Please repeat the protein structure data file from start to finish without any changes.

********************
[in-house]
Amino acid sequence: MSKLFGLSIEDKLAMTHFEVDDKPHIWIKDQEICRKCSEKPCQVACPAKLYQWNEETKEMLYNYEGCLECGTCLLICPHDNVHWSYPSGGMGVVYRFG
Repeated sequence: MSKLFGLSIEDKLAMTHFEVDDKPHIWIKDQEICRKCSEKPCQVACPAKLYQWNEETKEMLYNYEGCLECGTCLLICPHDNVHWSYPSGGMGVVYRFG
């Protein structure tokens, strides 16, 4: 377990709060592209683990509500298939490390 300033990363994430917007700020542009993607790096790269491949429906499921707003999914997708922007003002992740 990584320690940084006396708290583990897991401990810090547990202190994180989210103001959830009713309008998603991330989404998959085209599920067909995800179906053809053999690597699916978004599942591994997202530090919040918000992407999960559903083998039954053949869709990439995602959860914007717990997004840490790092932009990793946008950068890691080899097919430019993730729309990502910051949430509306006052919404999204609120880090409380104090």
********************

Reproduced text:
[in-house]
Amino acid sequence: MSKLFGLSIEDKLAMTHFEVDDKPHIWIKDQEICRKCSEKPCQVACPAKLYQWNEETKEMLYNYEGCLECGTCLLICPHDNVHWSYPSGGMGVVYRFG
Repeated sequence: MSKLFGLSIEDKLAMTHFEVDDKPHIWIKDQEICRKCSEKPCQVACPAKLYQWNEETKEMLYNYEGCLECGTCLLICPHDNVHWSYPSGGMGVVYRFG
């Protein structure tokens, strides 16, 4: 377990709060592209683990509500298939490390 300033990363994430917007700020542009993607790096790269491949429906499921707003999914997708922007003002992740 990584320690940084006396708290583990897991401990810090547990202190994180989210103001959830009713309008998603991330989404998959085209599920067909995800179906053809053999690597699916978004599942591994997202530090919040918000992407999960559903083998039954053949869709990439995602959860914007717990997004840490790092932009990793946008950068890691080899097919430019993730729309990502910051949430509306006052919404999204609120880090409380104090």